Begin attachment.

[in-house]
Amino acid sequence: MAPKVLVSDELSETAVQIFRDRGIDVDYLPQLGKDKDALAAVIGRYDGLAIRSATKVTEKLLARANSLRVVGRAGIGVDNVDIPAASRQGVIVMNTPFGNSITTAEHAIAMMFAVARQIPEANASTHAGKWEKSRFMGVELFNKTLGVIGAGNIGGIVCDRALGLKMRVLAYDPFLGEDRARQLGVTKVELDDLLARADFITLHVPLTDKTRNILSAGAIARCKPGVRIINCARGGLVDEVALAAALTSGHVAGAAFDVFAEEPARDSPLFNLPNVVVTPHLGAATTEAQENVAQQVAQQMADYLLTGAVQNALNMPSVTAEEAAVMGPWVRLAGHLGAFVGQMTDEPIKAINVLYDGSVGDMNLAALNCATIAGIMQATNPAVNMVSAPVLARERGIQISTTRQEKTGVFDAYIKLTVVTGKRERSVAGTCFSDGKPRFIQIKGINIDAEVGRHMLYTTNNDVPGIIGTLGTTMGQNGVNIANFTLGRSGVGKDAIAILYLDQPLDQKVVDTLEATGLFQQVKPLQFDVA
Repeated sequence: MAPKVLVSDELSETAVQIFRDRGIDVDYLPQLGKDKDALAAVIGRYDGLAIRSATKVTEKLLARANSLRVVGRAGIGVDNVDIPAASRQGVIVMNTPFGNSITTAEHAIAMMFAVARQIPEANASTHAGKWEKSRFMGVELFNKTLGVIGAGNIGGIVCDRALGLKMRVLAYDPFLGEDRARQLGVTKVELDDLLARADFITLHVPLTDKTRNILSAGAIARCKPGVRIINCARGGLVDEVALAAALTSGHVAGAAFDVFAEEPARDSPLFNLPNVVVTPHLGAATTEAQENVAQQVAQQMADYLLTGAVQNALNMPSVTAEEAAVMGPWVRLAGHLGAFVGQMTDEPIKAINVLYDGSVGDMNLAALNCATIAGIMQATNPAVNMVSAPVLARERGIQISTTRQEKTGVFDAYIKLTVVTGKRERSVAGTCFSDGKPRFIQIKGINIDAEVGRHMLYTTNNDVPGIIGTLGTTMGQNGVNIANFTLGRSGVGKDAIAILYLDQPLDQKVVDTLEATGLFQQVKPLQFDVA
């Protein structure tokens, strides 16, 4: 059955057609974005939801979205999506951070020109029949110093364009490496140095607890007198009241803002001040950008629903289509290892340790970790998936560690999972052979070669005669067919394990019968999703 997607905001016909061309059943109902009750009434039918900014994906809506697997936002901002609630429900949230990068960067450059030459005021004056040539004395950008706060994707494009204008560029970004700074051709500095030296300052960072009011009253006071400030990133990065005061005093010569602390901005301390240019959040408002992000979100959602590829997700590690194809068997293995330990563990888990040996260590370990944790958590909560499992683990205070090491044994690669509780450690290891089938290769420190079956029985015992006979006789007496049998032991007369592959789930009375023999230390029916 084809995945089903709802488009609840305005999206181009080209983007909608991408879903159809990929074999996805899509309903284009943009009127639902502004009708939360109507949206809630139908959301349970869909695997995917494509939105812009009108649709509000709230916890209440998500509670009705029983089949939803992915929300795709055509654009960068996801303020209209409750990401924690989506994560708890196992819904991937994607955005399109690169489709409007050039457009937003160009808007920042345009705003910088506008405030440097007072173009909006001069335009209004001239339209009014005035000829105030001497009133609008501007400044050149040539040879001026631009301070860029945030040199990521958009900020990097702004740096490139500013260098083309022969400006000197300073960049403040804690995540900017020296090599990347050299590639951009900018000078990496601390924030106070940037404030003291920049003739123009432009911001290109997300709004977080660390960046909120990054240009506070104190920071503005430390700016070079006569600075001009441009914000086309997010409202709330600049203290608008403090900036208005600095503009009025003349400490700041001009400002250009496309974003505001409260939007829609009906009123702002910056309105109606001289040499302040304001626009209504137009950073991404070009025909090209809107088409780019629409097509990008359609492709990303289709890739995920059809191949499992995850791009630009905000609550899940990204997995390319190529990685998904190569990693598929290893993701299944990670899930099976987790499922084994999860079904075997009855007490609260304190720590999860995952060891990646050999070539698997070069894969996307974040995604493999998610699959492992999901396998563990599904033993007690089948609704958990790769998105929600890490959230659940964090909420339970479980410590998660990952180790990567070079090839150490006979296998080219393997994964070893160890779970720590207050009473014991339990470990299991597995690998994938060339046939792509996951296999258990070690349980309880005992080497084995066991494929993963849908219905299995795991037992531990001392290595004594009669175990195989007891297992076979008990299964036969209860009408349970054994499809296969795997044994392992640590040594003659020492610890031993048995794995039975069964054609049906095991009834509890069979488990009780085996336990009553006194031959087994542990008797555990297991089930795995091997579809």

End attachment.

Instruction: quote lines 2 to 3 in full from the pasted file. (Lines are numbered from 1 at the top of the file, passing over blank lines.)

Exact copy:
Amino acid sequence: MAPKVLVSDELSETAVQIFRDRGIDVDYLPQLGKDKDALAAVIGRYDGLAIRSATKVTEKLLARANSLRVVGRAGIGVDNVDIPAASRQGVIVMNTPFGNSITTAEHAIAMMFAVARQIPEANASTHAGKWEKSRFMGVELFNKTLGVIGAGNIGGIVCDRALGLKMRVLAYDPFLGEDRARQLGVTKVELDDLLARADFITLHVPLTDKTRNILSAGAIARCKPGVRIINCARGGLVDEVALAAALTSGHVAGAAFDVFAEEPARDSPLFNLPNVVVTPHLGAATTEAQENVAQQVAQQMADYLLTGAVQNALNMPSVTAEEAAVMGPWVRLAGHLGAFVGQMTDEPIKAINVLYDGSVGDMNLAALNCATIAGIMQATNPAVNMVSAPVLARERGIQISTTRQEKTGVFDAYIKLTVVTGKRERSVAGTCFSDGKPRFIQIKGINIDAEVGRHMLYTTNNDVPGIIGTLGTTMGQNGVNIANFTLGRSGVGKDAIAILYLDQPLDQKVVDTLEATGLFQQVKPLQFDVA
Repeated sequence: MAPKVLVSDELSETAVQIFRDRGIDVDYLPQLGKDKDALAAVIGRYDGLAIRSATKVTEKLLARANSLRVVGRAGIGVDNVDIPAASRQGVIVMNTPFGNSITTAEHAIAMMFAVARQIPEANASTHAGKWEKSRFMGVELFNKTLGVIGAGNIGGIVCDRALGLKMRVLAYDPFLGEDRARQLGVTKVELDDLLARADFITLHVPLTDKTRNILSAGAIARCKPGVRIINCARGGLVDEVALAAALTSGHVAGAAFDVFAEEPARDSPLFNLPNVVVTPHLGAATTEAQENVAQQVAQQMADYLLTGAVQNALNMPSVTAEEAAVMGPWVRLAGHLGAFVGQMTDEPIKAINVLYDGSVGDMNLAALNCATIAGIMQATNPAVNMVSAPVLARERGIQISTTRQEKTGVFDAYIKLTVVTGKRERSVAGTCFSDGKPRFIQIKGINIDAEVGRHMLYTTNNDVPGIIGTLGTTMGQNGVNIANFTLGRSGVGKDAIAILYLDQPLDQKVVDTLEATGLFQQVKPLQFDVA